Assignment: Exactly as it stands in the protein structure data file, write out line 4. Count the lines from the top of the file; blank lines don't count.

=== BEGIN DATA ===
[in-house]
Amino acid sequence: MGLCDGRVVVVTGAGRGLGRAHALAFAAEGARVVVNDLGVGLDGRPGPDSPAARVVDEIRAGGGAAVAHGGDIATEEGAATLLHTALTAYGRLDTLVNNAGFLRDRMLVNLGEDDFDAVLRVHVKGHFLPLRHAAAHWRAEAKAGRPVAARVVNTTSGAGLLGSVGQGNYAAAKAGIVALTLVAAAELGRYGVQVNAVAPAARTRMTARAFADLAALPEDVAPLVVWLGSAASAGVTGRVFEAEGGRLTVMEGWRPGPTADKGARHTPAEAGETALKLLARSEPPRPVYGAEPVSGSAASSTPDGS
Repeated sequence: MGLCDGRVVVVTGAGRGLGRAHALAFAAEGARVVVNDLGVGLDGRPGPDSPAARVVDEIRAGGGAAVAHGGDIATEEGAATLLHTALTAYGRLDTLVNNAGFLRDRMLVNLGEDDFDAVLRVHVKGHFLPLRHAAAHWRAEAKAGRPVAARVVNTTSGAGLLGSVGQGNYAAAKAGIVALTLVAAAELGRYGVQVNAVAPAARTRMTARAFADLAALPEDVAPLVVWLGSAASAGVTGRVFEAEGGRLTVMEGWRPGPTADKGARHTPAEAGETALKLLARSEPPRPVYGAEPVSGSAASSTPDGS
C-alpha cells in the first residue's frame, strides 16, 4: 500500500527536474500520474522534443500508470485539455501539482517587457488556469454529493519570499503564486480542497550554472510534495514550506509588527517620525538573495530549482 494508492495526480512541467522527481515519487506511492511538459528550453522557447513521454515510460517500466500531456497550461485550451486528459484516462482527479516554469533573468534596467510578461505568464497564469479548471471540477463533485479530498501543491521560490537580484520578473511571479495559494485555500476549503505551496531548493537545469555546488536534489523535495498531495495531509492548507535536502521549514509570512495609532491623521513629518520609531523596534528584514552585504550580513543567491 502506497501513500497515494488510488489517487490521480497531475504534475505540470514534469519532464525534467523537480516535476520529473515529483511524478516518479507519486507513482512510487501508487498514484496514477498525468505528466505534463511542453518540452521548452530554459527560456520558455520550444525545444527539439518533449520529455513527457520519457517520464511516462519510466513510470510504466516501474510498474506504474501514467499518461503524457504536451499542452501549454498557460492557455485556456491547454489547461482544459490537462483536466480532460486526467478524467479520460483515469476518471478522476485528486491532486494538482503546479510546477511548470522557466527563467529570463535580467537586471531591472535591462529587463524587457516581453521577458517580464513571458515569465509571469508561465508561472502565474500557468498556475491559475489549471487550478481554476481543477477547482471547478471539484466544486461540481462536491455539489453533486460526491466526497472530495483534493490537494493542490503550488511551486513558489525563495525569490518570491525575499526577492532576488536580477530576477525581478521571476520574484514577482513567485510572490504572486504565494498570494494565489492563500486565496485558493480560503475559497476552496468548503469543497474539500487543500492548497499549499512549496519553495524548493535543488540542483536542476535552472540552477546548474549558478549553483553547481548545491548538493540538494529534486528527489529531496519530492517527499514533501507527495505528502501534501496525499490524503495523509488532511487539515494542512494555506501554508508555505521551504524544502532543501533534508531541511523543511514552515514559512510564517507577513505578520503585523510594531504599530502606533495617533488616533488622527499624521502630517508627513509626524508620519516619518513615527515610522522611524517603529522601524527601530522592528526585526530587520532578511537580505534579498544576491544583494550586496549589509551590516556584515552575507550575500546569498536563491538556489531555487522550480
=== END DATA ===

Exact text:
C-alpha cells in the first residue's frame, strides 16, 4: 500500500527536474500520474522534443500508470485539455501539482517587457488556469454529493519570499503564486480542497550554472510534495514550506509588527517620525538573495530549482 494508492495526480512541467522527481515519487506511492511538459528550453522557447513521454515510460517500466500531456497550461485550451486528459484516462482527479516554469533573468534596467510578461505568464497564469479548471471540477463533485479530498501543491521560490537580484520578473511571479495559494485555500476549503505551496531548493537545469555546488536534489523535495498531495495531509492548507535536502521549514509570512495609532491623521513629518520609531523596534528584514552585504550580513543567491 502506497501513500497515494488510488489517487490521480497531475504534475505540470514534469519532464525534467523537480516535476520529473515529483511524478516518479507519486507513482512510487501508487498514484496514477498525468505528466505534463511542453518540452521548452530554459527560456520558455520550444525545444527539439518533449520529455513527457520519457517520464511516462519510466513510470510504466516501474510498474506504474501514467499518461503524457504536451499542452501549454498557460492557455485556456491547454489547461482544459490537462483536466480532460486526467478524467479520460483515469476518471478522476485528486491532486494538482503546479510546477511548470522557466527563467529570463535580467537586471531591472535591462529587463524587457516581453521577458517580464513571458515569465509571469508561465508561472502565474500557468498556475491559475489549471487550478481554476481543477477547482471547478471539484466544486461540481462536491455539489453533486460526491466526497472530495483534493490537494493542490503550488511551486513558489525563495525569490518570491525575499526577492532576488536580477530576477525581478521571476520574484514577482513567485510572490504572486504565494498570494494565489492563500486565496485558493480560503475559497476552496468548503469543497474539500487543500492548497499549499512549496519553495524548493535543488540542483536542476535552472540552477546548474549558478549553483553547481548545491548538493540538494529534486528527489529531496519530492517527499514533501507527495505528502501534501496525499490524503495523509488532511487539515494542512494555506501554508508555505521551504524544502532543501533534508531541511523543511514552515514559512510564517507577513505578520503585523510594531504599530502606533495617533488616533488622527499624521502630517508627513509626524508620519516619518513615527515610522522611524517603529522601524527601530522592528526585526530587520532578511537580505534579498544576491544583494550586496549589509551590516556584515552575507550575500546569498536563491538556489531555487522550480